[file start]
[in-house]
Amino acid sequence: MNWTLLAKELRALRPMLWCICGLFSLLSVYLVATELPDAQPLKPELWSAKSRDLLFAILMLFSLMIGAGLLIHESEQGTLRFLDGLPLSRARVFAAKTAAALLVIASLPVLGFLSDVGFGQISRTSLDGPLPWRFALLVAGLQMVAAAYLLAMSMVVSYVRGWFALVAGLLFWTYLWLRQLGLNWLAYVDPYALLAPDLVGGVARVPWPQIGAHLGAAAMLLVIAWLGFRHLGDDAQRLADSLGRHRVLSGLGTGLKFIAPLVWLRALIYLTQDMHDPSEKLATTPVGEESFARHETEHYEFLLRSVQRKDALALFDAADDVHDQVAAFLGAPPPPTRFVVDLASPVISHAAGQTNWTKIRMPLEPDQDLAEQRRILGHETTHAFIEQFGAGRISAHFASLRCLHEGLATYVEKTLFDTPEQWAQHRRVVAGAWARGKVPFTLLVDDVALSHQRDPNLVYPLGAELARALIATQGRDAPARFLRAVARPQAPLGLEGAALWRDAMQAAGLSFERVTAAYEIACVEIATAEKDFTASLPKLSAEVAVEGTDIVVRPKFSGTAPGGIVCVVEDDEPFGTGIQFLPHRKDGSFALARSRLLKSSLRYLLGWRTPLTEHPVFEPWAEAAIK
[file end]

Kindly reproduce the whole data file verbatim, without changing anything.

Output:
[in-house]
Amino acid sequence: MNWTLLAKELRALRPMLWCICGLFSLLSVYLVATELPDAQPLKPELWSAKSRDLLFAILMLFSLMIGAGLLIHESEQGTLRFLDGLPLSRARVFAAKTAAALLVIASLPVLGFLSDVGFGQISRTSLDGPLPWRFALLVAGLQMVAAAYLLAMSMVVSYVRGWFALVAGLLFWTYLWLRQLGLNWLAYVDPYALLAPDLVGGVARVPWPQIGAHLGAAAMLLVIAWLGFRHLGDDAQRLADSLGRHRVLSGLGTGLKFIAPLVWLRALIYLTQDMHDPSEKLATTPVGEESFARHETEHYEFLLRSVQRKDALALFDAADDVHDQVAAFLGAPPPPTRFVVDLASPVISHAAGQTNWTKIRMPLEPDQDLAEQRRILGHETTHAFIEQFGAGRISAHFASLRCLHEGLATYVEKTLFDTPEQWAQHRRVVAGAWARGKVPFTLLVDDVALSHQRDPNLVYPLGAELARALIATQGRDAPARFLRAVARPQAPLGLEGAALWRDAMQAAGLSFERVTAAYEIACVEIATAEKDFTASLPKLSAEVAVEGTDIVVRPKFSGTAPGGIVCVVEDDEPFGTGIQFLPHRKDGSFALARSRLLKSSLRYLLGWRTPLTEHPVFEPWAEAAIK